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Is Secular Leftism A Religion?

anticlimatic

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Religious belief is human nature, huge new study claims – CNN Belief Blog - CNN.com Blogs

If human beings are religious by nature, and traditional religion is dying off in the west, is this new rise in leftist ideology a substitute religion all its own that will only be recognized in hindsight?

If you are familiar with Christianity, consider some of these parallel phrases and let me know what you think:

Blasphemous
Problematic

Evil
Hate

Original Sin
Privilege

Confess and repent
Check your privilege

Peace and justice for all
Equality

The Devil
The Patriarchy

Sin
Oppression

Communion
Inclusivity

I feel like I could go on all day...
 

Cor Luctis

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What do you mean by "secular leftism"? I see religion at root as belief in some supreme being/deity/super-natural force, something beyond the physical world. Does your secular leftism include that? If not, I would not consider it religion. Ideology to be sure, perhaps philosophy.
 

Virtual ghost

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What do you mean by "secular leftism"? I see religion at root as belief in some supreme being/deity/super-natural force, something beyond the physical world. Does your secular leftism include that? If not, I would not consider it religion. Ideology to be sure, perhaps philosophy.


My thought exactly. Just if something is a political movement that doesn't mean it is religion.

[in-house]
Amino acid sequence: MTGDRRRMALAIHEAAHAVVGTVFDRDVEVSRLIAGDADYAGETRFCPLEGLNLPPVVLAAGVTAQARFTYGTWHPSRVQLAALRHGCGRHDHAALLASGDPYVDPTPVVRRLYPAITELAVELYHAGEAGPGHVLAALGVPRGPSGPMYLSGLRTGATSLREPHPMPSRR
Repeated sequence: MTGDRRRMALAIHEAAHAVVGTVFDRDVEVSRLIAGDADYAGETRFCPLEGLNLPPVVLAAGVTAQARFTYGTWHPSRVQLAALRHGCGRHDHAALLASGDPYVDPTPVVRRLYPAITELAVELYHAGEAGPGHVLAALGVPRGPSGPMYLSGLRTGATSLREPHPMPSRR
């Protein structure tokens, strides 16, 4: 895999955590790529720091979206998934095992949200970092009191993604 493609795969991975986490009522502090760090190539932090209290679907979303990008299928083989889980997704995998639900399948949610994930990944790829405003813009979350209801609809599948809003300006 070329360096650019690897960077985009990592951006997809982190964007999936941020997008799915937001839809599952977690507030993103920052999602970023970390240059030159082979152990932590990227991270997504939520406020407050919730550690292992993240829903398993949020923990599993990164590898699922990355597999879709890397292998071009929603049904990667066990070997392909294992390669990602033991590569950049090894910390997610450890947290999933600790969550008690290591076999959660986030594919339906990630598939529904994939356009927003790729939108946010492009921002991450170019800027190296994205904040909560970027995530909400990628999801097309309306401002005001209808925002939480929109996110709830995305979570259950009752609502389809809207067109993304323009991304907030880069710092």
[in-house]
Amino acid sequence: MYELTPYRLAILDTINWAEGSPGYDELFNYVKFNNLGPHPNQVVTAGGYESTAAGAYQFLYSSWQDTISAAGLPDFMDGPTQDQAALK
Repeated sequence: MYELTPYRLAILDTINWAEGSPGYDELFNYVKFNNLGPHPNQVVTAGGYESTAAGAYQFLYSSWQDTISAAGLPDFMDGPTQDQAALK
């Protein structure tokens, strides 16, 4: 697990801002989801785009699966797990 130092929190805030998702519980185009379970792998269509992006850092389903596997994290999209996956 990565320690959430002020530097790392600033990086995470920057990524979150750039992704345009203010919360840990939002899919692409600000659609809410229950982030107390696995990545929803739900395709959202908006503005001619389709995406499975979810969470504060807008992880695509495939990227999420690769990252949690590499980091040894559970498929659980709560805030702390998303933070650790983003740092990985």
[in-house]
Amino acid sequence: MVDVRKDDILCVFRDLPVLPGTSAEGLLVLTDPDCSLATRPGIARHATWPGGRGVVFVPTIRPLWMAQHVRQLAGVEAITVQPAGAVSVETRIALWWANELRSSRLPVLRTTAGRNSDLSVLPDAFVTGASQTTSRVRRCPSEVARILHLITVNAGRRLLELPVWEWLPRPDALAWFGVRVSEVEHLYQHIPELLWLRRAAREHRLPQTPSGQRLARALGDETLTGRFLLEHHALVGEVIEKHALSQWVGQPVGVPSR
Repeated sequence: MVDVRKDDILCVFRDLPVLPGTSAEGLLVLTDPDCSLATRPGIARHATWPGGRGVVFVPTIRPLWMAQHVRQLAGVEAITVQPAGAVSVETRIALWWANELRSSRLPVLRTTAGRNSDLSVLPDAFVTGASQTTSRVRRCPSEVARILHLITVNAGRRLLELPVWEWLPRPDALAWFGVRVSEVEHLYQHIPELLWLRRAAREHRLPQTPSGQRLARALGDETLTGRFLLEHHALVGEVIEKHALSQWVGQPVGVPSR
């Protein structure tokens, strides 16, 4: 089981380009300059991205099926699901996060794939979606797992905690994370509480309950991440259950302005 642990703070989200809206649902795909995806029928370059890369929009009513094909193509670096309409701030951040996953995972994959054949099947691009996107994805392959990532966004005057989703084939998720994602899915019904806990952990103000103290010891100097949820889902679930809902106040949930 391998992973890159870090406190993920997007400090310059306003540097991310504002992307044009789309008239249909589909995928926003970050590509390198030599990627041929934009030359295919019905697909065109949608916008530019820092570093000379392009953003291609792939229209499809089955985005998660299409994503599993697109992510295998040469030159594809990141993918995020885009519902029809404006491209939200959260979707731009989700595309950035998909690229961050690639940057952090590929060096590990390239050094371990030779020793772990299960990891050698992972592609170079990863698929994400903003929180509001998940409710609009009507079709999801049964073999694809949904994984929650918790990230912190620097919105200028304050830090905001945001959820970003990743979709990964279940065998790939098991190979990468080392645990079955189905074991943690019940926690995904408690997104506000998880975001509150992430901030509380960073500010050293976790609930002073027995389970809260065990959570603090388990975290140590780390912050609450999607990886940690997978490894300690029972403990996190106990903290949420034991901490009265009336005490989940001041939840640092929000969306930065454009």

anticlimatic

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What do you mean by "secular leftism"? I see religion at root as belief in some supreme being/deity/super-natural force, something beyond the physical world. Does your secular leftism include that? If not, I would not consider it religion. Ideology to be sure, perhaps philosophy.

My thought exactly. Just if something is a political movement that doesn't mean it is religion.

A belief in some supreme being would fit the same genre of religion that Christianity falls under, but there are others:

Definition of religion
1a : the service and worship of God or the supernatural
(2) : commitment or devotion to religious faith or observance
2 : a personal set or institutionalized system of religious attitudes, beliefs, and practices
3 archaic : scrupulous conformity : CONSCIENTIOUSNESS
4 : a cause, principle, or system of beliefs held to with ardor and faith

You can argue that it's a different kind of religion, as though no religion has ever done that before.
 

Cor Luctis

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A belief in some supreme being would fit the same genre of religion that Christianity falls under, but there are others:

You can argue that it's a different kind of religion, as though no religion has ever done that before.
I see. So you are going with the less common definitions, I assume (4) as (3) is considered archaic. (2) is self-referential in any case (religion as a system of religious attitudes). I don't prefer this definition as it is far too broad. Under it, nearly anything can be considered a religion. At least this is clarified now, for anyone wishing to pursue a discussion under these terms.
 

anticlimatic

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I see. So you are going with the less common definitions, I assume (4) as (3) is considered archaic. (2) is self-referential in any case (religion as a system of religious attitudes). I don't prefer this definition as it is far too broad. Under it, nearly anything can be considered a religion. At least this is clarified now, for anyone wishing to pursue a discussion under these terms.